Acquired resistance can be equated with active resistance. It is one of two general mechanisms by which, for example, bacteria may display antibiotic resistance, the other being innate resistance. Mutationally acquired resistance typically is chromosomally encoded while horizontal gene transfer-acquired resistance typically is extrachromosomally encoded, i.e., as carried by plasmids.
Clonal interference

The blocking of fixation of a genotype among two or more competing genotypes possessing similar fitness within a population.
Though perhaps hypothetical, there certainly exists a potential for more than one allele that confers antibiotic resistance to compete within a population, particularly following exposure to antibiotics (or, more generally, exposure to any environmental toxin, poison, etc.). In addition, the more complex the environment – varying such as in terms of antibiotic densities over both space and time – then the more likely that any one allele might confer exceptional fitness benefits may be diminished. That is, different alleles may be better suited to different environmental conditions, many of which could exist simultaneously across a microorganism population. Indeed, different alleles could confer different levels of resistance to different antibiotics. The resulting competition between alleles existing in different genotypes could result in the fixation of none, that is, as a consequence of what is described as clonal interference.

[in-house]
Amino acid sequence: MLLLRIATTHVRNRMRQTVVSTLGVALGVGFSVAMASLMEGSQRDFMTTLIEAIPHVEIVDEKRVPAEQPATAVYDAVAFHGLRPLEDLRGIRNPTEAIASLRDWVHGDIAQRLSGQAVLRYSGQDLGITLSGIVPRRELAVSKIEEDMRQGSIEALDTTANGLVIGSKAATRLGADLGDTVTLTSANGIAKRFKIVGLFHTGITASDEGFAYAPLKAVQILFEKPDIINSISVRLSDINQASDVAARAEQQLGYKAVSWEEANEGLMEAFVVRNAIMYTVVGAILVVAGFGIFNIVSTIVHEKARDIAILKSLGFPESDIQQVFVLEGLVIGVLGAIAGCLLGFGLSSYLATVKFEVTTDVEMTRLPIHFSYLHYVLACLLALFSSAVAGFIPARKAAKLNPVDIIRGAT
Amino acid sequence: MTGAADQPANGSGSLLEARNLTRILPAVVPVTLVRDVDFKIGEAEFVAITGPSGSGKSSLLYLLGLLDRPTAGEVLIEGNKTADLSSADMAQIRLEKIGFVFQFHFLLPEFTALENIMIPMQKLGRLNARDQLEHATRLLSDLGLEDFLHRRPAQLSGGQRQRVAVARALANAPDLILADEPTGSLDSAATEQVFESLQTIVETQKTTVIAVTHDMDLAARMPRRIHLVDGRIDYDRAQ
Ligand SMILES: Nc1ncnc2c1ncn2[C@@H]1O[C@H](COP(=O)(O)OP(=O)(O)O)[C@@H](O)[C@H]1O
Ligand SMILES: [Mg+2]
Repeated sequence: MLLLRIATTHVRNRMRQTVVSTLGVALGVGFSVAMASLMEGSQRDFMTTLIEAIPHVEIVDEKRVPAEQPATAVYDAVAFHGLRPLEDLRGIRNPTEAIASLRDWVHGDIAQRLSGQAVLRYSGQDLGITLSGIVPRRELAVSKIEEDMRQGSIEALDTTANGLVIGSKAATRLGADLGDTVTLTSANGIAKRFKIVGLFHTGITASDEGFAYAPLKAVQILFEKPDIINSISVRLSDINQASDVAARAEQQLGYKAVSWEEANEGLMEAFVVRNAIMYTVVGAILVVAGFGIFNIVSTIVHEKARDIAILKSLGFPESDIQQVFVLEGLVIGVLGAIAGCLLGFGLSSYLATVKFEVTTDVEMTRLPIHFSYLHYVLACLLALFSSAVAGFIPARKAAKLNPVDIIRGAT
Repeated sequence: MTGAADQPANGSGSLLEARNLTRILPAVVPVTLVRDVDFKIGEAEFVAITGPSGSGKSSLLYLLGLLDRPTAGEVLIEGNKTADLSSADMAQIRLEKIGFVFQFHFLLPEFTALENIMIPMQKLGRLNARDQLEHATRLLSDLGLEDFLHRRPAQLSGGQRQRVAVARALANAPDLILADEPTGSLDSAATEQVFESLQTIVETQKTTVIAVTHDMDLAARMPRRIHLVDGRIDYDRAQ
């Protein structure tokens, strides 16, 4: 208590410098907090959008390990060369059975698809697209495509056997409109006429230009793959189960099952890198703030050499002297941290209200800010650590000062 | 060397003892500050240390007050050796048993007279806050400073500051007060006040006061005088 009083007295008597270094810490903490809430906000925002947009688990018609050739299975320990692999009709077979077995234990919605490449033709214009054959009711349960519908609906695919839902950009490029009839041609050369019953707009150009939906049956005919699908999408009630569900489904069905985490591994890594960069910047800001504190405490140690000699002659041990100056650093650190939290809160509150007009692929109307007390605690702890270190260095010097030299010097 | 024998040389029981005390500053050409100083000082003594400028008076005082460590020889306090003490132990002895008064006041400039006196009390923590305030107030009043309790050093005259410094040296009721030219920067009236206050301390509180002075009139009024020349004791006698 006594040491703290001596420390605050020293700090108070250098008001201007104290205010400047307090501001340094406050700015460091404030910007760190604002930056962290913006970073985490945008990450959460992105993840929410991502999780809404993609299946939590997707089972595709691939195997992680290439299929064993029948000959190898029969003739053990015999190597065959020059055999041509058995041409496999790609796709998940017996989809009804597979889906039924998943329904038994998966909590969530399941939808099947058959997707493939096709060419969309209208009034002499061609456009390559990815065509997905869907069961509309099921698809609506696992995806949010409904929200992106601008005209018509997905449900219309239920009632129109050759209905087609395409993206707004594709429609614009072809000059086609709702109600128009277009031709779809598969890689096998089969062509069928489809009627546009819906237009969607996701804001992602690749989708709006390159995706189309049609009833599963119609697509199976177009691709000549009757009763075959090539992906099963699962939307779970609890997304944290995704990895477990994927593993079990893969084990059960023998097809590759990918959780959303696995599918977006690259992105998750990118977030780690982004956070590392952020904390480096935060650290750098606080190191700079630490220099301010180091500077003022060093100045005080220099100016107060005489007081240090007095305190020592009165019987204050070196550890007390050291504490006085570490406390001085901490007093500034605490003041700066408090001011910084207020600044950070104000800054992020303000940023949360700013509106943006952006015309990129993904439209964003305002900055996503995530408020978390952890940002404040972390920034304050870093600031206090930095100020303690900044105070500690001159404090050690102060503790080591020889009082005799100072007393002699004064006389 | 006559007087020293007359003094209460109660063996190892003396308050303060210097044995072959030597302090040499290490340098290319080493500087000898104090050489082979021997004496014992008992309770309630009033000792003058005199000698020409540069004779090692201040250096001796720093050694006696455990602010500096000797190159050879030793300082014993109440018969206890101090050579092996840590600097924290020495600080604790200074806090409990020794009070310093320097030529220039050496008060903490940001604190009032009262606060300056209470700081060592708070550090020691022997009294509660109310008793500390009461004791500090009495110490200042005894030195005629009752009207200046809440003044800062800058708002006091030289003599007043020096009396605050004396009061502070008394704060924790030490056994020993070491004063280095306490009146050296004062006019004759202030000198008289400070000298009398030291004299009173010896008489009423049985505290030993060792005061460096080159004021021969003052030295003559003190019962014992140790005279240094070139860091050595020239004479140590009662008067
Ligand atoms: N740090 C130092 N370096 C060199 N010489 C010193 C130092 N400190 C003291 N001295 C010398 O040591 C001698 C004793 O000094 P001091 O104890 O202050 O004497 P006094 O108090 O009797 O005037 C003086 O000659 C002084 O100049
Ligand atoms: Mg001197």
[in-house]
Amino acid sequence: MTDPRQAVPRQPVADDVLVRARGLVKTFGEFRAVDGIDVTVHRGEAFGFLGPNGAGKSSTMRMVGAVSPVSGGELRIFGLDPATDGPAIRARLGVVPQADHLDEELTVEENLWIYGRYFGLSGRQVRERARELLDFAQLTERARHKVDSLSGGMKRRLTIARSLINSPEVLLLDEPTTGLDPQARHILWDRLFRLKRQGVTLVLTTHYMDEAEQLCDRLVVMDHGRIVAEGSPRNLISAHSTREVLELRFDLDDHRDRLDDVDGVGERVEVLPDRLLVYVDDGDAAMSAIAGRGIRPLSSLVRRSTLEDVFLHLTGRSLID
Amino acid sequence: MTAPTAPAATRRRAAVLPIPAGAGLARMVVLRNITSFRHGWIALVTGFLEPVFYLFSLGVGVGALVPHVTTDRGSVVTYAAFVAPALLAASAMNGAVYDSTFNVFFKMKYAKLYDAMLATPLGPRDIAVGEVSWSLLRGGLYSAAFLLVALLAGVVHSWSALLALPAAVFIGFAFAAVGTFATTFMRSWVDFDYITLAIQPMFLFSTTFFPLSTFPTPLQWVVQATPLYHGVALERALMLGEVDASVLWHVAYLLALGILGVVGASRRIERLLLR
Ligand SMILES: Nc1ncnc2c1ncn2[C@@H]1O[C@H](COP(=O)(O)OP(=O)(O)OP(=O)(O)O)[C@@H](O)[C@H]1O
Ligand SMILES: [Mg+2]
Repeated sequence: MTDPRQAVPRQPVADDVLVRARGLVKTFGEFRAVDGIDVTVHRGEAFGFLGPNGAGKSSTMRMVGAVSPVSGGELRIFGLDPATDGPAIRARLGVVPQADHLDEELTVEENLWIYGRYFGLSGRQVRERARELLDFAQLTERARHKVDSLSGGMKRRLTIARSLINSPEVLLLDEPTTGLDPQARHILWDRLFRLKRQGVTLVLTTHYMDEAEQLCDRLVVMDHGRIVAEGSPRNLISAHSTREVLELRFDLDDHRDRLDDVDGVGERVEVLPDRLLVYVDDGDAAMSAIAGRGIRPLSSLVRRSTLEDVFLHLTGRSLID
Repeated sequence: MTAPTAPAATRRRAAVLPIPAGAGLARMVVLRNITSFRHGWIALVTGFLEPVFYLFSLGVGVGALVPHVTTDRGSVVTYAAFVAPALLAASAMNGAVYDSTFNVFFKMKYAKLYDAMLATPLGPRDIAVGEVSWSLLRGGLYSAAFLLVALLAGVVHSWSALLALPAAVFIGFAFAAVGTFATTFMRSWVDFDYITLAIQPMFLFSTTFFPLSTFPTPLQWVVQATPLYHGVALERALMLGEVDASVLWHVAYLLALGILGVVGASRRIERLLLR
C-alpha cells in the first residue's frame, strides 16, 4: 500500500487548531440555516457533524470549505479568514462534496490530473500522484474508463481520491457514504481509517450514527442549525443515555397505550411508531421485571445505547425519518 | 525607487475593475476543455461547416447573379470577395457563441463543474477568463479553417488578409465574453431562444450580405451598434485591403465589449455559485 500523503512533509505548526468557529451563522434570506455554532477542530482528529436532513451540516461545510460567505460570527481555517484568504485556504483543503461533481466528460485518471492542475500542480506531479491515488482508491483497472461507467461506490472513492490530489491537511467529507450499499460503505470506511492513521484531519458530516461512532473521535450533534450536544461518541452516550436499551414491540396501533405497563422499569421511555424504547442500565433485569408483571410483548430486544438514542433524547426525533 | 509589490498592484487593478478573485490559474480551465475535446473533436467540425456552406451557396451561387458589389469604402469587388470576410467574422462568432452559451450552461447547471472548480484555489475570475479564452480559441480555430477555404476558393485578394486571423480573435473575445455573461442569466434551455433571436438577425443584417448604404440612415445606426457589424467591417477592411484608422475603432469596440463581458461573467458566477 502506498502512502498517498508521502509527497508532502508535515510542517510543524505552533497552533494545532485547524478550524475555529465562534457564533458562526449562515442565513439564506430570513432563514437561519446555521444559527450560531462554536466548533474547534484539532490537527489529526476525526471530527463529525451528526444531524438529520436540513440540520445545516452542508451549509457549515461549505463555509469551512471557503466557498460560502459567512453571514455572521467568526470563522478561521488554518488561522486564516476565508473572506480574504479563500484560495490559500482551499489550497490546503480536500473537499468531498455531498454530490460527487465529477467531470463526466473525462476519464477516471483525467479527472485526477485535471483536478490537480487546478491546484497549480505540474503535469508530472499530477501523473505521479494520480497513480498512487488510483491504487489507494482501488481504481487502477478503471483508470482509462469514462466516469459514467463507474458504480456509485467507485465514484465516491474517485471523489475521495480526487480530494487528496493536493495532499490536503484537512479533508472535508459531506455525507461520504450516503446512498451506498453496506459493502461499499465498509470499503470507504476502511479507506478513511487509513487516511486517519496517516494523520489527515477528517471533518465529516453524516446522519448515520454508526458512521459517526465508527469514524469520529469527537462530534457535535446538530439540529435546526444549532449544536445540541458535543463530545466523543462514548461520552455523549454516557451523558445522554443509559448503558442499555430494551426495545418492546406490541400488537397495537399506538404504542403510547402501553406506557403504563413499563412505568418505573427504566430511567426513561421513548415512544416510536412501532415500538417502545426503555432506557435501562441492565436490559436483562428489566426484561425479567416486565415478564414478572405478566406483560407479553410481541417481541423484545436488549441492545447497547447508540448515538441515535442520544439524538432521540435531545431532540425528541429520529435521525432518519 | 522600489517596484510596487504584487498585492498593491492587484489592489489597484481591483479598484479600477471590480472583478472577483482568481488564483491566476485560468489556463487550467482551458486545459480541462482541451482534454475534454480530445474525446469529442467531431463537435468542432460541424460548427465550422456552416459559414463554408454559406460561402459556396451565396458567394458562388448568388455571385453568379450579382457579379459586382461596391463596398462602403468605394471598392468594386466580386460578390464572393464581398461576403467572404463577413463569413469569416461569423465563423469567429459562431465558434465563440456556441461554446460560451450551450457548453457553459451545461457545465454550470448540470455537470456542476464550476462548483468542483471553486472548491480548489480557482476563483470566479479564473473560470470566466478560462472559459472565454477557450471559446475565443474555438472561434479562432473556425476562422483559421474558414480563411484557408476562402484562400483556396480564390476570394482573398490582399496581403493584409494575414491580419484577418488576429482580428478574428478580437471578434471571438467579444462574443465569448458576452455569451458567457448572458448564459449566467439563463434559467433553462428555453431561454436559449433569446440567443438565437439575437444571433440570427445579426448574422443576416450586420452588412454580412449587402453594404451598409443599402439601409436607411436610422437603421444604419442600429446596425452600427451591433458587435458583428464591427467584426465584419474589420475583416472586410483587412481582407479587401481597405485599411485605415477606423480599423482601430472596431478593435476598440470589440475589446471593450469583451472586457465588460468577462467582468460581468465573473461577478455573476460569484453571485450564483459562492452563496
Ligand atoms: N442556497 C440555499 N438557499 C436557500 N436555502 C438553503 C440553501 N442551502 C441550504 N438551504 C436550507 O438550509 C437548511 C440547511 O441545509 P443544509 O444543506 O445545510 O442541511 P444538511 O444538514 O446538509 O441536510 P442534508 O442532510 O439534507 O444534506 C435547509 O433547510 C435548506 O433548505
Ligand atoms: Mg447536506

Compensatory mutation

Mutation that reduces the negative consequences of another mutation.
Compensatory mutations can play a role in the adaptation of bacteria to the acquisition of antibiotic resistance, or instead to acquisition of resistance to other environmental aspects. Such resistance-conferring genes basically can be pleiotropic, conferring advantages (i.e., resistance) as well as disadvantages (basically the costs of conferring resistance). Compensatory mutations in turn can serve to reduce disadvantages, though with the caveat that compensatory mutations themselves potentially may be disadvantageous to carry in the absence of whatever it is that they are compensating for. Thus, loss of antibiotic resistance by a bacterium is not always trivially achieved once compensating mutations have accumulated.
Convergent evolution

Appearance of similar but not identical adaptations that are a response to similar selective pressures.